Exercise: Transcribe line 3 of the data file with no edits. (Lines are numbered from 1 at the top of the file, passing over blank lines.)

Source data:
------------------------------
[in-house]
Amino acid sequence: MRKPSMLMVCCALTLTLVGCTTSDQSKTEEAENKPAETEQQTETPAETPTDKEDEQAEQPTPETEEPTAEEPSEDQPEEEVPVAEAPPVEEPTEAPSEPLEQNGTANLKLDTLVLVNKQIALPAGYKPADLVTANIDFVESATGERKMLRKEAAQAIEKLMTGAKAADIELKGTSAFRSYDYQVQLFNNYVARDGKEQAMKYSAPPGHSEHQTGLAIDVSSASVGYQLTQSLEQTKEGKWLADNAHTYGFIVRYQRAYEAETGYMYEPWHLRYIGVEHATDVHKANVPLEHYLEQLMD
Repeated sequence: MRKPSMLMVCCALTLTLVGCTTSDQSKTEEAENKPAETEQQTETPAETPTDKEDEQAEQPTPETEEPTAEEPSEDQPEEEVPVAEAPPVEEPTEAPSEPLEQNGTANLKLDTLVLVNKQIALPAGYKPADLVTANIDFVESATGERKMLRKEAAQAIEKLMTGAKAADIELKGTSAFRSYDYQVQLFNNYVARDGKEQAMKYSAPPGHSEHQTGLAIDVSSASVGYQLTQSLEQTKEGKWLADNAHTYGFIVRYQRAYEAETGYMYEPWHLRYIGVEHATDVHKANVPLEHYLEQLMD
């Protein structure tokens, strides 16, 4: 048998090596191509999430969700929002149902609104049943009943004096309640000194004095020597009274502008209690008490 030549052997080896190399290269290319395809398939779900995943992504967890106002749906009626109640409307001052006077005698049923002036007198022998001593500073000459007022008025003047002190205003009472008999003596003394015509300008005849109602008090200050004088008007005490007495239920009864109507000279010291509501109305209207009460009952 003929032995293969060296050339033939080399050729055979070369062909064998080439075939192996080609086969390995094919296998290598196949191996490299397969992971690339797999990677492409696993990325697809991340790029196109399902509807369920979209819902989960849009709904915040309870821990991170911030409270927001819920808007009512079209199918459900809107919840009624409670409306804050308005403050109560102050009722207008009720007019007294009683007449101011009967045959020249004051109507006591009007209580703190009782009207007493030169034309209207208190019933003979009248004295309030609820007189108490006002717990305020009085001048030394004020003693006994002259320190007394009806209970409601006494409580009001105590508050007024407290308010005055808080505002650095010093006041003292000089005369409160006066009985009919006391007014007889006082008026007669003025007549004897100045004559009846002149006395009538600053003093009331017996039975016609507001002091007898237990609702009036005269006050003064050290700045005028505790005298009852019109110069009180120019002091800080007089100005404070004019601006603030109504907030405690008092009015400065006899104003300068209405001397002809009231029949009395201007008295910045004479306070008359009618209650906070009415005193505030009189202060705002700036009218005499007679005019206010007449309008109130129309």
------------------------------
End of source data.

Repeated sequence: MRKPSMLMVCCALTLTLVGCTTSDQSKTEEAENKPAETEQQTETPAETPTDKEDEQAEQPTPETEEPTAEEPSEDQPEEEVPVAEAPPVEEPTEAPSEPLEQNGTANLKLDTLVLVNKQIALPAGYKPADLVTANIDFVESATGERKMLRKEAAQAIEKLMTGAKAADIELKGTSAFRSYDYQVQLFNNYVARDGKEQAMKYSAPPGHSEHQTGLAIDVSSASVGYQLTQSLEQTKEGKWLADNAHTYGFIVRYQRAYEAETGYMYEPWHLRYIGVEHATDVHKANVPLEHYLEQLMD